The stories we have told ourselves about mental health over the years (in movies, books, and literature) and the real consequences that folks had to suffer if diagnosed are still with us – they alter how we perceive humans and how we perceive our own mental health. 


If you have a moment to read the following articles over a delicious beverage this week, I think you will be glad for it – I know I was. If you want more information please feel free to reach out, since there are many more interesting articles I found, but I didn’t want to overwhelm the page. 


Check out this article for a concise and well written outline of the history on mental health in America (It also includes more on current incarceration of those suffering with mental health today). It unravels a bit at the end, but other than that it is an excellently written piece:http://origins.osu.edu/article/americas-long-suffering-mental-health-system


I think this article does a great job of talking a bit on the relationship to mental health and cinema (It also touches briefly on the origin of “hysteria” in women:https://www.theguardian.com/film/2018/mar/23/unsane-a-history-of-mental-illness-in-film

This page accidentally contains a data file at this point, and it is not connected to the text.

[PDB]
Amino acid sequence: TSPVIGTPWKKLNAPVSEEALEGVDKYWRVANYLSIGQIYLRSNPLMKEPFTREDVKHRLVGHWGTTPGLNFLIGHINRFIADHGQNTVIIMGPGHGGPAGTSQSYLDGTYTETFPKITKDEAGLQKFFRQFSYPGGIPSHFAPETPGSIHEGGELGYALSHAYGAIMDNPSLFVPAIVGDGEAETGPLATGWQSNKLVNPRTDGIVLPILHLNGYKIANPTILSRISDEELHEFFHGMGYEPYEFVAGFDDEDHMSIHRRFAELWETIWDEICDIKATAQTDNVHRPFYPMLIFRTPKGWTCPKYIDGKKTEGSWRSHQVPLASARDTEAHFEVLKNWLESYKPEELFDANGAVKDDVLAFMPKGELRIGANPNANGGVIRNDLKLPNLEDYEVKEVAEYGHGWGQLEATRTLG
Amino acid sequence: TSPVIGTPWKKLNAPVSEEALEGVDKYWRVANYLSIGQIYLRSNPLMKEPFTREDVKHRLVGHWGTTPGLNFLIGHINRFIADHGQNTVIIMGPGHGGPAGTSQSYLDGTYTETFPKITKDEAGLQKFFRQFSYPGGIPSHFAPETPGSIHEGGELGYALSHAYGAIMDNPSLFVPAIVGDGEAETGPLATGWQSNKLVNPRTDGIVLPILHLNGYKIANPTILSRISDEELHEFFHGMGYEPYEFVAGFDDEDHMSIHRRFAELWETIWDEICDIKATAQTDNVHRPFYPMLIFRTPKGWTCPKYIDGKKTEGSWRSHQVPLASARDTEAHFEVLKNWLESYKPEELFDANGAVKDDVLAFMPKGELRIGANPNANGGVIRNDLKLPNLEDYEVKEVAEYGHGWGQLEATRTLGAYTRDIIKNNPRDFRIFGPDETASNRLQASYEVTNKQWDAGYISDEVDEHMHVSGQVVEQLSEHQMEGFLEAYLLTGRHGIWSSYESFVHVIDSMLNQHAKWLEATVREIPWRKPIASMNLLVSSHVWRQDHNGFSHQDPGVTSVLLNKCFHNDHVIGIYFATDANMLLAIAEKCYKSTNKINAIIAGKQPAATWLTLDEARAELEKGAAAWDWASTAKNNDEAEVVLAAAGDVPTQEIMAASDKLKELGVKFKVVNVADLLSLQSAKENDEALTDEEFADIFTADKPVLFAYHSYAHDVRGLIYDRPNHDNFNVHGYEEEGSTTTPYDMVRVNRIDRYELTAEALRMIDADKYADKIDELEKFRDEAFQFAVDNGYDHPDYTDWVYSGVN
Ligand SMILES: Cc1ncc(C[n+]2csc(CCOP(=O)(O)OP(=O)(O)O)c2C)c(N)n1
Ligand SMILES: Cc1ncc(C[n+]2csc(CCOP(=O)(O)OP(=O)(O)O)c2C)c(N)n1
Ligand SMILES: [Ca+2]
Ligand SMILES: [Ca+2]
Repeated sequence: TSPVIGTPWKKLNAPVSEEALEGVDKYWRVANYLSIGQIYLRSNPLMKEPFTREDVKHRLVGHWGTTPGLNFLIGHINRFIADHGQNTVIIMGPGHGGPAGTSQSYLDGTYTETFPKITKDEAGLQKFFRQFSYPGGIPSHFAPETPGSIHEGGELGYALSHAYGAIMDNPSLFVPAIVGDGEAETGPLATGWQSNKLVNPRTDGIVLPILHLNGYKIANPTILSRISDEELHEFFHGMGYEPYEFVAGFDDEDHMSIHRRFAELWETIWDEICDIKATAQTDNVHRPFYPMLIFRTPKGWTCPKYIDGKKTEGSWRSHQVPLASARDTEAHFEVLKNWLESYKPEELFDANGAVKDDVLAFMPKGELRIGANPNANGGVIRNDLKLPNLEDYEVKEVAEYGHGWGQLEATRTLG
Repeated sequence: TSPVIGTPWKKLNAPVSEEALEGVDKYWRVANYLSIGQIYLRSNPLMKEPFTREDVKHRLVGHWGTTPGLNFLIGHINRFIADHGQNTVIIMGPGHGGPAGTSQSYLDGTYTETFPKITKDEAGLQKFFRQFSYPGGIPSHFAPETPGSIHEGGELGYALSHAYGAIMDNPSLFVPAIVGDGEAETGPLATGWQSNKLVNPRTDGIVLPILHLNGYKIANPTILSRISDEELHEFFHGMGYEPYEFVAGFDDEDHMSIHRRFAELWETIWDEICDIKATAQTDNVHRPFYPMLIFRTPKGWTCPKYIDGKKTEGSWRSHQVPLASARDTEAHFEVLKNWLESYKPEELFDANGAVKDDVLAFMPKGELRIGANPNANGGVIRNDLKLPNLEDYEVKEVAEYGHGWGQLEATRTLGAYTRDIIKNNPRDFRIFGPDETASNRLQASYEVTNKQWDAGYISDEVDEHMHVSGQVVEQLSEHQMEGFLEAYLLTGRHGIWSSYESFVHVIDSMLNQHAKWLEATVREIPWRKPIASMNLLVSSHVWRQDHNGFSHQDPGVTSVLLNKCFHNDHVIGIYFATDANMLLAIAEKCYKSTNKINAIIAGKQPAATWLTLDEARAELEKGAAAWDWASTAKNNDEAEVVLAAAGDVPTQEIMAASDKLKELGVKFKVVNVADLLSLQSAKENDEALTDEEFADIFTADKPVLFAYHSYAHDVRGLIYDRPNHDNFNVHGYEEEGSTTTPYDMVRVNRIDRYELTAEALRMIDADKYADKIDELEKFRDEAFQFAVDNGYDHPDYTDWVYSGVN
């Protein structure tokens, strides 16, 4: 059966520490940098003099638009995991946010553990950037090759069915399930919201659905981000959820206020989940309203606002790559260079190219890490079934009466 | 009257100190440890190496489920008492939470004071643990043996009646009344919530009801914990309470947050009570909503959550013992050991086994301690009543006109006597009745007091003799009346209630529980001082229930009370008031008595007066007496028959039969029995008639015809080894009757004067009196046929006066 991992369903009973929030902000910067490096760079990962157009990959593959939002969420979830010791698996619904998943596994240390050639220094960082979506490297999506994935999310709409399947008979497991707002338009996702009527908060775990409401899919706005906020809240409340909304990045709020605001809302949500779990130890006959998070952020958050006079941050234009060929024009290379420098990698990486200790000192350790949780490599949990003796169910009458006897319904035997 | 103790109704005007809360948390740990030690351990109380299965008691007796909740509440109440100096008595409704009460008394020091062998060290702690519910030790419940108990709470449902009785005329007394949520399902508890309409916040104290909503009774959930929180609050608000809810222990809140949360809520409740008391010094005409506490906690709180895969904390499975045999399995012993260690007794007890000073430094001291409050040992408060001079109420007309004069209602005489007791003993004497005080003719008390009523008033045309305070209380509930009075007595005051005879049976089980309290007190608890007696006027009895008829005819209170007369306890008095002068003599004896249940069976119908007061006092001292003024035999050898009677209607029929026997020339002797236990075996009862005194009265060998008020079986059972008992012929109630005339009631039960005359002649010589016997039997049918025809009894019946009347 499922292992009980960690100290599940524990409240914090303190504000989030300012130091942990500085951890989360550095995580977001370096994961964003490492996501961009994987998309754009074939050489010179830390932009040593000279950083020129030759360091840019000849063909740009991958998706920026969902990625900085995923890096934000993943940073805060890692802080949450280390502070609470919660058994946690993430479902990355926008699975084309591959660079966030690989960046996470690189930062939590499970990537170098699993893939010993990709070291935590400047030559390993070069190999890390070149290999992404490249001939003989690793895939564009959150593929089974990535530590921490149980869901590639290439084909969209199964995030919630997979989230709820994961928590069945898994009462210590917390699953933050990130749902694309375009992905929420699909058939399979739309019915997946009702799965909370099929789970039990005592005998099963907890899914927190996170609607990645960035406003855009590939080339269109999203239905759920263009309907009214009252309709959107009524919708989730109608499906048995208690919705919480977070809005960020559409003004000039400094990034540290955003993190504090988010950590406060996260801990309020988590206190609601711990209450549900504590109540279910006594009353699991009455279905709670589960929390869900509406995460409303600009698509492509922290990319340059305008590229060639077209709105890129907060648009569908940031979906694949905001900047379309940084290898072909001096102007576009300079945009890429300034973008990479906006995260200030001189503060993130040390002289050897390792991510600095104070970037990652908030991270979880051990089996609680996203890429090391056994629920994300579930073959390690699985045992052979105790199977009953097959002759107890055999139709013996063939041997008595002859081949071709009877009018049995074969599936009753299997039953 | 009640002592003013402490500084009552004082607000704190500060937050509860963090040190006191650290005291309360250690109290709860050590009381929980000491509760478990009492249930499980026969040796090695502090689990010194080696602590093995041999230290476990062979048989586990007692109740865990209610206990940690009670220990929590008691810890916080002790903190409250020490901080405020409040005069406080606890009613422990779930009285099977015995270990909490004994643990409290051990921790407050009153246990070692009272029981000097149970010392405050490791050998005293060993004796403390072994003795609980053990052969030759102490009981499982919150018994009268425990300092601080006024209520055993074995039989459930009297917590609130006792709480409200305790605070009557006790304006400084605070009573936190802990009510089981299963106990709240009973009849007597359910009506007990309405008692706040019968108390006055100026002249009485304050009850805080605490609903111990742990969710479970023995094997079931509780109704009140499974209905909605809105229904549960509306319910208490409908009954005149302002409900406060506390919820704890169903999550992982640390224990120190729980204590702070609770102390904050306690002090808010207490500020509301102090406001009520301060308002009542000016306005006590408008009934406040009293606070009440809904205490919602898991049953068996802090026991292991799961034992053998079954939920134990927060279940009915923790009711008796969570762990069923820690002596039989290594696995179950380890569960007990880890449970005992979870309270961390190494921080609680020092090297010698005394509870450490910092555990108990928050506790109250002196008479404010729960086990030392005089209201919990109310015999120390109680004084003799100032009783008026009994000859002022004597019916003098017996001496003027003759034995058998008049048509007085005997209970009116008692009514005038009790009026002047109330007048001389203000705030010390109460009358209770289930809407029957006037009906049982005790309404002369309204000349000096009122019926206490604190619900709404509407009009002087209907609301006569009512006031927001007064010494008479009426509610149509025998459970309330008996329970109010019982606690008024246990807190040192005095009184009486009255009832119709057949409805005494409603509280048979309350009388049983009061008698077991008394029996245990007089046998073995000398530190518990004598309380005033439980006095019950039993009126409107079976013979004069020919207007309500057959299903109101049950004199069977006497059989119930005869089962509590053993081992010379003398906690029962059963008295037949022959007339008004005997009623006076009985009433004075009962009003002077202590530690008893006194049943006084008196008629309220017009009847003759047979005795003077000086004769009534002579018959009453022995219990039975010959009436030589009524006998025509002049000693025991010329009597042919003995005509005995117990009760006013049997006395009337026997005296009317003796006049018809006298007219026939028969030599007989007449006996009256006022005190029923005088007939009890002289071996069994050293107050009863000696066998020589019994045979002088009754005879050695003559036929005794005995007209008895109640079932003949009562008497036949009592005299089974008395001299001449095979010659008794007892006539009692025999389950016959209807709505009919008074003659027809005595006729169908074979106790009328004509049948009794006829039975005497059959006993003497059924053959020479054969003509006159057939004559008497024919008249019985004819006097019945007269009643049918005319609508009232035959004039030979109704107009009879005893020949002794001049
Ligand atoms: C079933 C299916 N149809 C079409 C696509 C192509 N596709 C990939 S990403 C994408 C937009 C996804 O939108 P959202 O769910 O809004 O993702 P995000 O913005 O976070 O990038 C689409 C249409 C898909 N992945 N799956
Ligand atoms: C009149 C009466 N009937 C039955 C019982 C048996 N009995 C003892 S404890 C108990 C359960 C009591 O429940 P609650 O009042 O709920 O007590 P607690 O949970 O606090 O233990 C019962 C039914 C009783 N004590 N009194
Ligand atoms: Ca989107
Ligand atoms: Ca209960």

Check this link out for a more general and traditional timeline approach (I loved reading this alongside the other two articles. I think they all pair nicely or stand alone):https://www.pbs.org/wgbh/americanexperience/features/nash-treatments-mental-illness/


Check out the bottom of this E-mail for more breaking stigma resources! 

Update on my Show:

I know I posted this last week, but I think it bears a second shout out: OUR WEBSITE IS OFFICIALLY UP AND RUNNING! Please check it out if you have a second!
www.onewomanhamlet.com


AND! An update Video for you to check out. 


Many, Many thanks: Margo Siwak and Joe Siwak for the design of the logo, and to Jillian Best and Bill Best for the Website creation and Design! I feel very blessed to have such beautiful humans in my life.


Also, I have been continuing edits and drafts of the script this week! I cannot wait to share this project with you.